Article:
Go to Start, Control Panel, and click on System. Click on the Remote tab and make sure that the “Allows users to connect remotely to this computer” box is checked. Don’t worry about clicking the Select Remote Users button because Administrators have access by default. If you want to give an non-administrator account remote desktop access, then click that button and add the user.
And that’s it! Your computer is now setup for remote desktop! First try connecting to the XP machine from another computer on your home network. In order to connect, go to the other computer and click on Start, All programs, Accessories, Communications, and Remote Desktop Connection. If you want to connect to the XP machine from Windows Vista, Windows 7 or Windows 8, just click on Start and perform a search for remote desktop connection. On Windows 8, go to the Start Screen and start typing to perform a search.
In the dialog box, you can type in the IP address or the name of the computer. The best way to connect is to type in the IP address of the computer. In order to get the IP address of the computer you want to connect to, go to the computer and click on Start, Run and type in CMD.
In the black command window, type in the word “ipconfig” without the quotes as shown below and press Enter.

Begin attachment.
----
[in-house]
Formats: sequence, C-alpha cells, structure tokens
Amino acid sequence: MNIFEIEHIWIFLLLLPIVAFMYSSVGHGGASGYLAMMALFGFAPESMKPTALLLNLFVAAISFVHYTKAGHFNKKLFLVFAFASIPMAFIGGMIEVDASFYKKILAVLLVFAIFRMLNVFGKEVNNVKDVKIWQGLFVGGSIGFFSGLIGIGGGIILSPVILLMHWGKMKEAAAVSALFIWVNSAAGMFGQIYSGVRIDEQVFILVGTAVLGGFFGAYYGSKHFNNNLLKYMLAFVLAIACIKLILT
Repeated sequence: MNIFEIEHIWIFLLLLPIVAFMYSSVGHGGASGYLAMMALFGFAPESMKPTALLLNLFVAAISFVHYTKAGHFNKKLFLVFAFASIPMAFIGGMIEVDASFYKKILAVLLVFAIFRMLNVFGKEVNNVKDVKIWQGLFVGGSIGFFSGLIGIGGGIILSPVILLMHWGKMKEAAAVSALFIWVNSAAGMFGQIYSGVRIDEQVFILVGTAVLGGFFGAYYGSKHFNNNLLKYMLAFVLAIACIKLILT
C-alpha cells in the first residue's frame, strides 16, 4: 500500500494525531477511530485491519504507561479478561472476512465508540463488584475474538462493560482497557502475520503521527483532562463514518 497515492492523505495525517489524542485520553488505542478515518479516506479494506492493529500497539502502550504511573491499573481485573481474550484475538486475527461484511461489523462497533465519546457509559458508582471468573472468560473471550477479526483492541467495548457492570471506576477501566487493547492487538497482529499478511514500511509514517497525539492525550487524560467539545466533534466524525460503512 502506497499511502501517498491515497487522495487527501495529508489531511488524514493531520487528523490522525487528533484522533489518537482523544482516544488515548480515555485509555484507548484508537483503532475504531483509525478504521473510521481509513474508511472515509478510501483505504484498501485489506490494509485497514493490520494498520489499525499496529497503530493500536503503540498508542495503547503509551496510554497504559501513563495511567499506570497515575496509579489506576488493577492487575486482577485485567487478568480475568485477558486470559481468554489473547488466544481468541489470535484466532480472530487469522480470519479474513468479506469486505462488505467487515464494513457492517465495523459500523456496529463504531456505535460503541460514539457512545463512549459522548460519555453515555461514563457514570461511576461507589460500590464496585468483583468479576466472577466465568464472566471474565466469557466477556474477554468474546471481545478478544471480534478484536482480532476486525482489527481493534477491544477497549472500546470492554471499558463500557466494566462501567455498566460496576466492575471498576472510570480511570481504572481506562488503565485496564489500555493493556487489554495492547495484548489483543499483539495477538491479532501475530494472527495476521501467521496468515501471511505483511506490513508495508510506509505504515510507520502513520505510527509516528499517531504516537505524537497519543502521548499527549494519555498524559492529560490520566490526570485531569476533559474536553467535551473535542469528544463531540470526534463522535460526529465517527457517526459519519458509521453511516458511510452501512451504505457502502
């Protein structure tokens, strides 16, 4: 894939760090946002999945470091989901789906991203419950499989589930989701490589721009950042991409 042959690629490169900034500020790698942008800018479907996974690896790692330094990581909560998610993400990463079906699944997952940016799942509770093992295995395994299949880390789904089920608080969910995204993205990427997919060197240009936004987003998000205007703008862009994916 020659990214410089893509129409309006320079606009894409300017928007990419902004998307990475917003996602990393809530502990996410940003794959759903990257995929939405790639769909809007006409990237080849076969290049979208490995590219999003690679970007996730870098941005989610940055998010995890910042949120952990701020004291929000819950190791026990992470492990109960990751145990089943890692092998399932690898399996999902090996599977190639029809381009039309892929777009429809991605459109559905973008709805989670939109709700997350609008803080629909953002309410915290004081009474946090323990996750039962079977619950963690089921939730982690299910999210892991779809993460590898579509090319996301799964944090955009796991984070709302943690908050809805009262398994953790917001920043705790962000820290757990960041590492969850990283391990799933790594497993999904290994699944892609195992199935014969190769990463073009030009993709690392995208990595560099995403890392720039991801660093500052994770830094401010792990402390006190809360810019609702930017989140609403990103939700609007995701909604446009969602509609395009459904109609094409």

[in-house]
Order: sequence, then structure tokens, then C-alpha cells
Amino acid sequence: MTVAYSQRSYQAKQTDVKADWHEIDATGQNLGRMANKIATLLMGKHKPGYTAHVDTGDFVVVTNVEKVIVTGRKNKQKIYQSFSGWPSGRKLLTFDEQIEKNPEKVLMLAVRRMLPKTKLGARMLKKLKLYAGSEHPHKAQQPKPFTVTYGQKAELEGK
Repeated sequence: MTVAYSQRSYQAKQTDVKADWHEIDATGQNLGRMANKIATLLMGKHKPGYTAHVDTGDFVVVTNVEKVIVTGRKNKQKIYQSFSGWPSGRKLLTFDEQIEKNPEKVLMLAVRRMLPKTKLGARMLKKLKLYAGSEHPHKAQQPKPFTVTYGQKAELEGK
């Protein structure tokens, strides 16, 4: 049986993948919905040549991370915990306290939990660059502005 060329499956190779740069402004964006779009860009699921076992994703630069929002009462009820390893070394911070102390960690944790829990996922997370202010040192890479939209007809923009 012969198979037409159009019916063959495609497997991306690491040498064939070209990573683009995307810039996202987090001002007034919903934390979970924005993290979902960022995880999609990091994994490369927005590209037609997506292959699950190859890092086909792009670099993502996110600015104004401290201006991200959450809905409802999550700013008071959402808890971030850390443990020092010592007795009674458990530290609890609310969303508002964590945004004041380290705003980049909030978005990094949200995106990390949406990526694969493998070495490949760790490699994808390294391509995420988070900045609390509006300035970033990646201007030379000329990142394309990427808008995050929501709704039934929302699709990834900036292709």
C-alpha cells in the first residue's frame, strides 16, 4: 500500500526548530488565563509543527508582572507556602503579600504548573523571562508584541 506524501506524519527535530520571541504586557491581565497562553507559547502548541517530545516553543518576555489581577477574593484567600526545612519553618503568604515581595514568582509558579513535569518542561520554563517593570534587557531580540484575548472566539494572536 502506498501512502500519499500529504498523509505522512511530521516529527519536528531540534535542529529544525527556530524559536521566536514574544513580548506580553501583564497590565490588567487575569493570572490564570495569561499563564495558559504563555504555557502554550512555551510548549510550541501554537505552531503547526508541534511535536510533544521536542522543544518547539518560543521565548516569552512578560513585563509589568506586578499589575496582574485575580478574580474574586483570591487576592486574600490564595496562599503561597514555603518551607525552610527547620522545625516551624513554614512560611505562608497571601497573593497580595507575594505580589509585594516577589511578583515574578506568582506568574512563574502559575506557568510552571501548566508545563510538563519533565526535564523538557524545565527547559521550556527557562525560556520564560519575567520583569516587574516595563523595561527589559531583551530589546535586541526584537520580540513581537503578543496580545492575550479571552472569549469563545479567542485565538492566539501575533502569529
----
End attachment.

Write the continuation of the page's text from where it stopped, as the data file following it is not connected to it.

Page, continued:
You’ll see your IP address listed along with some other info, but you don’t need to worry about that. Write down that IP address (192.x.x.x or something similar) and type that number exactly into the remote desktop text box on the other computer (the computer you are connecting from).
Click Connect and you should get a login screen pop up, which means you have successfully connected to the other computer. You can now enter the Computer Administrator user name and password.
If you get an error saying that computer cannot accept new connections, etc. that means something was not configured correctly. Remember you need to give the administrator account a password, open the port in the firewall, and check the allow remote connections check box in the System properties. All three items need to be performed on computer you want to connect TO.
Once you are able to connect from within the same network, now you can try to connect from outside. So if you want to connect to your home computer from the office, you can do that, but you’ll have to do a few extra things.
First, you have to get your public IP Address (not the 192.168.x.x number) and you can do this by going to the computer you want to connect into and navigating to the web site http://www.whatismyip.com/ and this will give you your public IP address. This is the address that can be used from anywhere in the world to connect to your specific location and is unique. Unfortunately, on most home connections, this public IP address changes often and without notice. Basically to solve that problem, you have to use dynamic DNS. I won’t go into much detail in this post, but read my other posts on how to configure it: